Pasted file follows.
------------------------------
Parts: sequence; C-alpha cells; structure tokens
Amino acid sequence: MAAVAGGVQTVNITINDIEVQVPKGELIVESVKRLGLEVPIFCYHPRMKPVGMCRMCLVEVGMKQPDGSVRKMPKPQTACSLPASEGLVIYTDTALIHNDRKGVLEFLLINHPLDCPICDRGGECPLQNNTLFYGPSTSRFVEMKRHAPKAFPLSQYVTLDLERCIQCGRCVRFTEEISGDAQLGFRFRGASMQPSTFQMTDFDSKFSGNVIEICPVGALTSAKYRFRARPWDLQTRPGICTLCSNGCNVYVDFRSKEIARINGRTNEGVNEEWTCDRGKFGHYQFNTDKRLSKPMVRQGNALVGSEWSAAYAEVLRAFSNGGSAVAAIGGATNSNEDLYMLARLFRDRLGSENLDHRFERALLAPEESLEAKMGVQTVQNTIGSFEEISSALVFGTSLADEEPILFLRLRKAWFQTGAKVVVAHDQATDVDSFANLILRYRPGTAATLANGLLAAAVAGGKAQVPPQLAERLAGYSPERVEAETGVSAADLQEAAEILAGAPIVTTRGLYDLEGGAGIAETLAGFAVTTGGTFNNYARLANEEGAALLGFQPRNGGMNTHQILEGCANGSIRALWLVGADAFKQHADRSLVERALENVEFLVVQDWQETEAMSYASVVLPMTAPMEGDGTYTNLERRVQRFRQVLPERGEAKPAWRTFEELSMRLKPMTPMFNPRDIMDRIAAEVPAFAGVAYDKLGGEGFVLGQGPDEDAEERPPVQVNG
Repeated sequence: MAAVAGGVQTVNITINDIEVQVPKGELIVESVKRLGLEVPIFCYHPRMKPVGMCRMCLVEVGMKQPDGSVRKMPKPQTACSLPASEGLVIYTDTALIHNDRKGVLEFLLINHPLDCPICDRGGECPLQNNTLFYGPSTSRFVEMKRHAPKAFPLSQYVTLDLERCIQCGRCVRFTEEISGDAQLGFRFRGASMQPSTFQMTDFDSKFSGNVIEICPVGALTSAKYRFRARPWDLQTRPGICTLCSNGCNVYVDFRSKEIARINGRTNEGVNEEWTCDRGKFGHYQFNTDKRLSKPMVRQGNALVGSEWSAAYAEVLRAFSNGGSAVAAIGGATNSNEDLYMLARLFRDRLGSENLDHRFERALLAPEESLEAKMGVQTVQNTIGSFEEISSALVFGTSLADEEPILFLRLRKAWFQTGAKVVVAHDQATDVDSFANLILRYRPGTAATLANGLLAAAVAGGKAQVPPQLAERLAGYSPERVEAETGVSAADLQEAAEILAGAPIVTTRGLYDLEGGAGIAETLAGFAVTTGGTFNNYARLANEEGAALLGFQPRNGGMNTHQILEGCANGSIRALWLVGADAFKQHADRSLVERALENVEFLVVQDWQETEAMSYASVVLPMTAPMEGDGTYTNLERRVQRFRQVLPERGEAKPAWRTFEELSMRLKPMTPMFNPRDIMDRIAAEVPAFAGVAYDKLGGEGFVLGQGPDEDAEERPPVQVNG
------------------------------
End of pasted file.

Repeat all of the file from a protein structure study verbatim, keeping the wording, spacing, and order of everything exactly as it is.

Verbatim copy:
Parts: sequence; C-alpha cells; structure tokens
Amino acid sequence: MAAVAGGVQTVNITINDIEVQVPKGELIVESVKRLGLEVPIFCYHPRMKPVGMCRMCLVEVGMKQPDGSVRKMPKPQTACSLPASEGLVIYTDTALIHNDRKGVLEFLLINHPLDCPICDRGGECPLQNNTLFYGPSTSRFVEMKRHAPKAFPLSQYVTLDLERCIQCGRCVRFTEEISGDAQLGFRFRGASMQPSTFQMTDFDSKFSGNVIEICPVGALTSAKYRFRARPWDLQTRPGICTLCSNGCNVYVDFRSKEIARINGRTNEGVNEEWTCDRGKFGHYQFNTDKRLSKPMVRQGNALVGSEWSAAYAEVLRAFSNGGSAVAAIGGATNSNEDLYMLARLFRDRLGSENLDHRFERALLAPEESLEAKMGVQTVQNTIGSFEEISSALVFGTSLADEEPILFLRLRKAWFQTGAKVVVAHDQATDVDSFANLILRYRPGTAATLANGLLAAAVAGGKAQVPPQLAERLAGYSPERVEAETGVSAADLQEAAEILAGAPIVTTRGLYDLEGGAGIAETLAGFAVTTGGTFNNYARLANEEGAALLGFQPRNGGMNTHQILEGCANGSIRALWLVGADAFKQHADRSLVERALENVEFLVVQDWQETEAMSYASVVLPMTAPMEGDGTYTNLERRVQRFRQVLPERGEAKPAWRTFEELSMRLKPMTPMFNPRDIMDRIAAEVPAFAGVAYDKLGGEGFVLGQGPDEDAEERPPVQVNG
Repeated sequence: MAAVAGGVQTVNITINDIEVQVPKGELIVESVKRLGLEVPIFCYHPRMKPVGMCRMCLVEVGMKQPDGSVRKMPKPQTACSLPASEGLVIYTDTALIHNDRKGVLEFLLINHPLDCPICDRGGECPLQNNTLFYGPSTSRFVEMKRHAPKAFPLSQYVTLDLERCIQCGRCVRFTEEISGDAQLGFRFRGASMQPSTFQMTDFDSKFSGNVIEICPVGALTSAKYRFRARPWDLQTRPGICTLCSNGCNVYVDFRSKEIARINGRTNEGVNEEWTCDRGKFGHYQFNTDKRLSKPMVRQGNALVGSEWSAAYAEVLRAFSNGGSAVAAIGGATNSNEDLYMLARLFRDRLGSENLDHRFERALLAPEESLEAKMGVQTVQNTIGSFEEISSALVFGTSLADEEPILFLRLRKAWFQTGAKVVVAHDQATDVDSFANLILRYRPGTAATLANGLLAAAVAGGKAQVPPQLAERLAGYSPERVEAETGVSAADLQEAAEILAGAPIVTTRGLYDLEGGAGIAETLAGFAVTTGGTFNNYARLANEEGAALLGFQPRNGGMNTHQILEGCANGSIRALWLVGADAFKQHADRSLVERALENVEFLVVQDWQETEAMSYASVVLPMTAPMEGDGTYTNLERRVQRFRQVLPERGEAKPAWRTFEELSMRLKPMTPMFNPRDIMDRIAAEVPAFAGVAYDKLGGEGFVLGQGPDEDAEERPPVQVNG